The development of an innovative pedagogical model based on case study research about human rights education regarding discourses of power and food in relation to visual arts education and human ecology education will be examined. The authors outline two ongoing studies about “digiART” and Human Rights: New Media, Art, and Human Ecology Integrated Projects. These projects have been held at the University of Manitoba, Canada for pre-service teachers training to be secondary level educators: the research has been ongoing since 2013. As a result of the studies, meaningful curricula and innovative pedagogy have been developed using contemporary technologies. Key to the studies is not only the incorporation of creative teaching and learning about digital technologies at the higher education level but also integrating human rights issues into curricula. The authors’ approaches to teaching human rights issues to pre-service teachers are described in which they incorporate creative technologies to foster an innovative pedagogical model, and develop productive learning using digital technologies. Student’s new media practices from preproduction to postproduction are delineated and benefits from using this approach are discussed.
Shorebirds, Stakeholders, and Competing Claims to the Beach and Intertidal Habitat in Delaware Bay, New Jersey, USA  [PDF]
Joanna Burger, Lawrence Niles
Natural Science (NS) , 2017, DOI: 10.4236/ns.2017.96019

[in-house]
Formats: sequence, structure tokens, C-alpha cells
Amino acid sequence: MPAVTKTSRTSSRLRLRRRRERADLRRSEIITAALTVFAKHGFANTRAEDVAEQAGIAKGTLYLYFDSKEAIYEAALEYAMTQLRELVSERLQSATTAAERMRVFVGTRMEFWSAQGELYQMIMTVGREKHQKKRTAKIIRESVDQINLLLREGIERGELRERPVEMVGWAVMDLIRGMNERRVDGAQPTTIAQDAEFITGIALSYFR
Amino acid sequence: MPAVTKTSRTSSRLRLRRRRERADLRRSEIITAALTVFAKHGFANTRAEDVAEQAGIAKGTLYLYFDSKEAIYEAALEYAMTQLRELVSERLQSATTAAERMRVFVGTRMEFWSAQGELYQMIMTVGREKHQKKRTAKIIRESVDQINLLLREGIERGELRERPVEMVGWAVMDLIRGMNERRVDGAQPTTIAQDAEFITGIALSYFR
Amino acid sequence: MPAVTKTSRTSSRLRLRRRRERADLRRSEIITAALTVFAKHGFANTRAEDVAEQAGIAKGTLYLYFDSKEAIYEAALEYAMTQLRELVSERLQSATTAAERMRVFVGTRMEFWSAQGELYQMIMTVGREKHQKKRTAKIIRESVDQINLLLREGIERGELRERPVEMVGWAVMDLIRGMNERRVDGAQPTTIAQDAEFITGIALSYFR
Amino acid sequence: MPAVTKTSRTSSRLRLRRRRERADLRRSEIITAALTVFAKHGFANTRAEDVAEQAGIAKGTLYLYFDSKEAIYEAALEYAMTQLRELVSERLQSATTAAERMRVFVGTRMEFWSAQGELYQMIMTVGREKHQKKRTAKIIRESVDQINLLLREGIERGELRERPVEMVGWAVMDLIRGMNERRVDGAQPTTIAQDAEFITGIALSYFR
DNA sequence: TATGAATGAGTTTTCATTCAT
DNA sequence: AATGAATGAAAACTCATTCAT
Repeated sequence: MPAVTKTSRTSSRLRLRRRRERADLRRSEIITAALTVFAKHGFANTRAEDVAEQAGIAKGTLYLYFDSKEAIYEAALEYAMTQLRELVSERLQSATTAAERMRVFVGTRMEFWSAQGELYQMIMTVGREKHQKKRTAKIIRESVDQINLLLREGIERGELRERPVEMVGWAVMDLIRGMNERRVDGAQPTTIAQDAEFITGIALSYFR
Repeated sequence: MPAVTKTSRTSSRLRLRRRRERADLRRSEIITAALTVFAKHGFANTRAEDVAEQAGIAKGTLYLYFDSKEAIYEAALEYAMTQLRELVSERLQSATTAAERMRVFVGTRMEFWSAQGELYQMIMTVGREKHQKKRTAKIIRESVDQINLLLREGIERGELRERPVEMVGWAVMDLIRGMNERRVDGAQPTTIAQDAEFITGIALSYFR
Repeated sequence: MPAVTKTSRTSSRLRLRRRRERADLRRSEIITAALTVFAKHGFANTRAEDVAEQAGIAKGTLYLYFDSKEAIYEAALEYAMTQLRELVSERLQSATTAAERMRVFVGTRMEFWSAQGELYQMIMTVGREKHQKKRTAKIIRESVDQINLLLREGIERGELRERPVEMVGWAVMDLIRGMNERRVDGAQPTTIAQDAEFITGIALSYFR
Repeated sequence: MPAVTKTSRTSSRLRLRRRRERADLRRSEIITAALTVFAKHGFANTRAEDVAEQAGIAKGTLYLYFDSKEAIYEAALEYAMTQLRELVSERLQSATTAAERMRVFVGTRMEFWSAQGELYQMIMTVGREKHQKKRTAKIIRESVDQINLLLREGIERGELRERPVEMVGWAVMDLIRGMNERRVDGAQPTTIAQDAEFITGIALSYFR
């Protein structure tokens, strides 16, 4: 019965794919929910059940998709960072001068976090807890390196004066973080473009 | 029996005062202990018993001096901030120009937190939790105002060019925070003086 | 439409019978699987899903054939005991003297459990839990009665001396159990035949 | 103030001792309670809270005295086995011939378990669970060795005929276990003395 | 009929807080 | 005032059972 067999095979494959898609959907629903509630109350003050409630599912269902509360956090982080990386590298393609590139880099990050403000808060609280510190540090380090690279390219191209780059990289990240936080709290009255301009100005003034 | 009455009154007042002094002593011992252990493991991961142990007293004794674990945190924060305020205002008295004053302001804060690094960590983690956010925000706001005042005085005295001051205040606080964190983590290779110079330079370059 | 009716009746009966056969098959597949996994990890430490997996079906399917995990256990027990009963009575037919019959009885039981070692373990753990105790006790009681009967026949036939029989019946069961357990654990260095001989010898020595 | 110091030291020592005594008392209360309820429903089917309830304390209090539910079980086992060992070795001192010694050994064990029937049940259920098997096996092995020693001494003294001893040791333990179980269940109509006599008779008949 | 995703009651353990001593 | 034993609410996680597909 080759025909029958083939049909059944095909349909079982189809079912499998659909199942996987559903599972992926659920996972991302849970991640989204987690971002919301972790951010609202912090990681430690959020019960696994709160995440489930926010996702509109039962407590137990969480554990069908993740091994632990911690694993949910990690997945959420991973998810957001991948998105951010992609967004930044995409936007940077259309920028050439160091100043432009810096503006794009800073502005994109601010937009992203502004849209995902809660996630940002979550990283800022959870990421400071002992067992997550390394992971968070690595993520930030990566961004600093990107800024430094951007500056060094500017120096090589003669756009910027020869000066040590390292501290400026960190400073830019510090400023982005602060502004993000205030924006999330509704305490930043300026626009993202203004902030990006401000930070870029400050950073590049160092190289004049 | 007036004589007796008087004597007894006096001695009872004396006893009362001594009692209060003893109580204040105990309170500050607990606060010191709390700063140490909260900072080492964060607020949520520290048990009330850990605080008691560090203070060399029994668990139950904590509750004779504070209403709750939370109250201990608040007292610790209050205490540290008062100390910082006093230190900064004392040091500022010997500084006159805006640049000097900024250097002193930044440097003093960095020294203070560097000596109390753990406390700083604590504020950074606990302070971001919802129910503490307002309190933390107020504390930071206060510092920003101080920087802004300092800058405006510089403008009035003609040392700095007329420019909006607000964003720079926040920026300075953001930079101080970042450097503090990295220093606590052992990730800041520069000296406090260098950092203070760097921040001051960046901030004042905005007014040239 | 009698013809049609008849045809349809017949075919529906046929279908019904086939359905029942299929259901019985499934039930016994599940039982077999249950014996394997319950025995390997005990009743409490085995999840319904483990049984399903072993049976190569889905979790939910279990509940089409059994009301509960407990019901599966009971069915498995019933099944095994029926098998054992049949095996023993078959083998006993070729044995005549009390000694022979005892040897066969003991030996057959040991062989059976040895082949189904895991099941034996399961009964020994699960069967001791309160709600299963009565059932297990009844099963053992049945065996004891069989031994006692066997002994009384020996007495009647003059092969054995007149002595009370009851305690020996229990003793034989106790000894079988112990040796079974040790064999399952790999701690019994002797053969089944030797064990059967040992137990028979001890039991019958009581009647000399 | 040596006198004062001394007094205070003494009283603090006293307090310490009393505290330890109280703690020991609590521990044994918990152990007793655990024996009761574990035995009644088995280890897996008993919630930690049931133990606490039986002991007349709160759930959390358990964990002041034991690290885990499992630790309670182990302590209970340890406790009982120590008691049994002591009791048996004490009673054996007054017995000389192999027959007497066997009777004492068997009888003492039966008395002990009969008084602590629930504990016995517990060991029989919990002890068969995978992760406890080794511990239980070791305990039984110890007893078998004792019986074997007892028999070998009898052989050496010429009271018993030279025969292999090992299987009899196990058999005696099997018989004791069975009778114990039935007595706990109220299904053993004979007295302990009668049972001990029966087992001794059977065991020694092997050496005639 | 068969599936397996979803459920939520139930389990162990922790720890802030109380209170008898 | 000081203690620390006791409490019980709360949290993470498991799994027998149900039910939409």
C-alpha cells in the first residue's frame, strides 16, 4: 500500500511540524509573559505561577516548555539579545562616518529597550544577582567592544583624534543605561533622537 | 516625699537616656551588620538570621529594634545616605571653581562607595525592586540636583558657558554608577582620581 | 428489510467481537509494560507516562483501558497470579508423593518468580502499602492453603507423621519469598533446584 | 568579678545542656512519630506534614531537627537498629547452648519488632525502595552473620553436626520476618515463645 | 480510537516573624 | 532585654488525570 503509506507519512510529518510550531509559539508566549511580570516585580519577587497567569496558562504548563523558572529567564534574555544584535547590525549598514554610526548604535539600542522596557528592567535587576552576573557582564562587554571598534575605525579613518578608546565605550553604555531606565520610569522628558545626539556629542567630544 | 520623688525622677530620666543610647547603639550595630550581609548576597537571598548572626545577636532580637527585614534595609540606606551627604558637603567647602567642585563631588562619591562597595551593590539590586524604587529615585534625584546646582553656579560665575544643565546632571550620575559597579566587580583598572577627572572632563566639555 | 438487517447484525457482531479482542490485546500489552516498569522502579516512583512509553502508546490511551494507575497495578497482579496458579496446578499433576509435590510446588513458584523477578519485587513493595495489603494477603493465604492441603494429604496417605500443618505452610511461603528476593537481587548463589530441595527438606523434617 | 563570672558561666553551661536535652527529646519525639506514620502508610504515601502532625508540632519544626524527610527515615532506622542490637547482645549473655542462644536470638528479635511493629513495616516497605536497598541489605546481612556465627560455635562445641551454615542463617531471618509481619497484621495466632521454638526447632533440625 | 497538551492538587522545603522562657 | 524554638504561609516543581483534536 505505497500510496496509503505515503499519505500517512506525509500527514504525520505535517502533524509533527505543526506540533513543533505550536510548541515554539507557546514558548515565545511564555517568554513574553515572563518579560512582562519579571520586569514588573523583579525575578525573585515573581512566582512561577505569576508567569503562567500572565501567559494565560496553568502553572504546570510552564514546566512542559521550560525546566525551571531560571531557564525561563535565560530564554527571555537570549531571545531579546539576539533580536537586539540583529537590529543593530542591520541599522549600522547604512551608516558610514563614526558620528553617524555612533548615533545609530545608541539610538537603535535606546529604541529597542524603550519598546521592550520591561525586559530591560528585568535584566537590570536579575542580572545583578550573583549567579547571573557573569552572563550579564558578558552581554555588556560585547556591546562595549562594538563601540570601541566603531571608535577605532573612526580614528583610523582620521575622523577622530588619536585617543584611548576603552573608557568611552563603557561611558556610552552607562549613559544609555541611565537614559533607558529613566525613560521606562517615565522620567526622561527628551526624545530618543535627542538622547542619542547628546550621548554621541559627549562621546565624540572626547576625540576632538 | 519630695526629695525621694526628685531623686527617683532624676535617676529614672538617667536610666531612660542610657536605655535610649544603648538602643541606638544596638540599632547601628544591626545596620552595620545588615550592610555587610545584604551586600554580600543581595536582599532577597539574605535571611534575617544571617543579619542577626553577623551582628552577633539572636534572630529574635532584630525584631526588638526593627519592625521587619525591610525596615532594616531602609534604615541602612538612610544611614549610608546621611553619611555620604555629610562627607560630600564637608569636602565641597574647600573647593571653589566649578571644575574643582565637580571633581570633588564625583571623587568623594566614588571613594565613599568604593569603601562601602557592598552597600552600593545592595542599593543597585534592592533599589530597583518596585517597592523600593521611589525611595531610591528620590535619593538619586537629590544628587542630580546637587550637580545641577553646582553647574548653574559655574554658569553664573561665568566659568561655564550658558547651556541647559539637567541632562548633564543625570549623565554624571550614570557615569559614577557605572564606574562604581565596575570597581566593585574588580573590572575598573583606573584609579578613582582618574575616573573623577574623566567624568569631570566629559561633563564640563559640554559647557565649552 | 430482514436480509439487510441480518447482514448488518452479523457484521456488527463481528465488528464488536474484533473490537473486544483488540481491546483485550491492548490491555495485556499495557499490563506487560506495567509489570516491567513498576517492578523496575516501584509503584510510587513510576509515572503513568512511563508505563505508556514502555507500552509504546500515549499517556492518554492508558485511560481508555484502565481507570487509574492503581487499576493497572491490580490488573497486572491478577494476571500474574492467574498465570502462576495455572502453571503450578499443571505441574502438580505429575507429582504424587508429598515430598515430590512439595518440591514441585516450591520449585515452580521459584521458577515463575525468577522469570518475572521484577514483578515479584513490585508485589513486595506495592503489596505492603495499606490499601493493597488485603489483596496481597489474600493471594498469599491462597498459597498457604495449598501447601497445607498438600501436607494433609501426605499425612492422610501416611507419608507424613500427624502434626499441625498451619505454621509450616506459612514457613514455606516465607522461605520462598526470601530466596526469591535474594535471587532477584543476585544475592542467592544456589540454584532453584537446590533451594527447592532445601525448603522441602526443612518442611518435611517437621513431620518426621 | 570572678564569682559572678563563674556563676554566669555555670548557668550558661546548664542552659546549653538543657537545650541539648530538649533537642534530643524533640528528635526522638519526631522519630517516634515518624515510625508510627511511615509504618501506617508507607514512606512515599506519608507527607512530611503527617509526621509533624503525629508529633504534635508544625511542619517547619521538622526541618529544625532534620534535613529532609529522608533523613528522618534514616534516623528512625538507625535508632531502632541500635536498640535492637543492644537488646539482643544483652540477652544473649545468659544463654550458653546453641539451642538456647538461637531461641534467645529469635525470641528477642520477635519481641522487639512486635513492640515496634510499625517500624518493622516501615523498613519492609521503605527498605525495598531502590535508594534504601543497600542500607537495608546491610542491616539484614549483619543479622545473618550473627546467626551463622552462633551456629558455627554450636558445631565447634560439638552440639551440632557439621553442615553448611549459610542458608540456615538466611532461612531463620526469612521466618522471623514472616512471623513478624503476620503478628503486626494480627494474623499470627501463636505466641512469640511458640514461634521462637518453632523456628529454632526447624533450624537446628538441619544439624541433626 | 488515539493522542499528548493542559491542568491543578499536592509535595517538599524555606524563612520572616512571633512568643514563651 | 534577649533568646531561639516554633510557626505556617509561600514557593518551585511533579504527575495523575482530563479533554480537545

Birds have specific habitat needs as a function of their life cycle and reproductive stage. Migrant shorebirds that may fly from the Arctic to the southern tip of South America have foraging and habitat requirements at sites where they stop to refuel before continuing their migration north or south. Throughout the world, shorebirds mainly forage on mudflats at low tide. Red knots (Calidris canutus rufa) are threatened in the United States and elsewhere, and it is critical to determine factors that might contribute to their decline. This paper uses Delaware Bay as a case study to examine shorebird (and red knot) use of the intertidal habitat, and competing claims to habitats they require during their northward migration, as well as some of the key stakeholders that play a role in protecting red knots. Shorebirds are drawn to Delaware Bay to feed on the eggs of Horseshoe Crabs (Limulus polyphemus) that are concentrated at the high tide. But they also feed on the intertidal mudflat. We examined intertidal habitat use on 17 beaches in an extensive study in 2015, and 5 key beaches in 2016. Most of the beaches were longitudinal, but four were more complex, and were used extensively for resting as well as foraging; numbers there were higher than on the longitudinal beaches. On foraging beaches, some shorebirds were present on over 85% of the intertidal censuses, and red knots were present on over 48% of the intertidal censuses. Average numbers of red knots on the longitudinal beaches varied from 0 to 354 ± 116 when any shorebirds were present, but averaged up to 1184 ± 634 when knots were present in 2015. Some beaches in 2015 had no knots (a beach with long-term aquaculture). Tide, intertidal location, and beach (name) determined the number of knots (and all shorebirds). Numbers decreased with distance from the mean high tide line. The average number of knots present in the intertidal mudflats two hours before or after low tide when knots were present (e.g. no censuses with zeros) was 2040 (=maximum flock size, in 2015). Major threats to red knots are from recreationists, overfishing of horseshoe crabs (reduction in egg prey base), and use of the intertidal by aquaculture. We discuss the role of stakeholders in conservation and protection of red knots.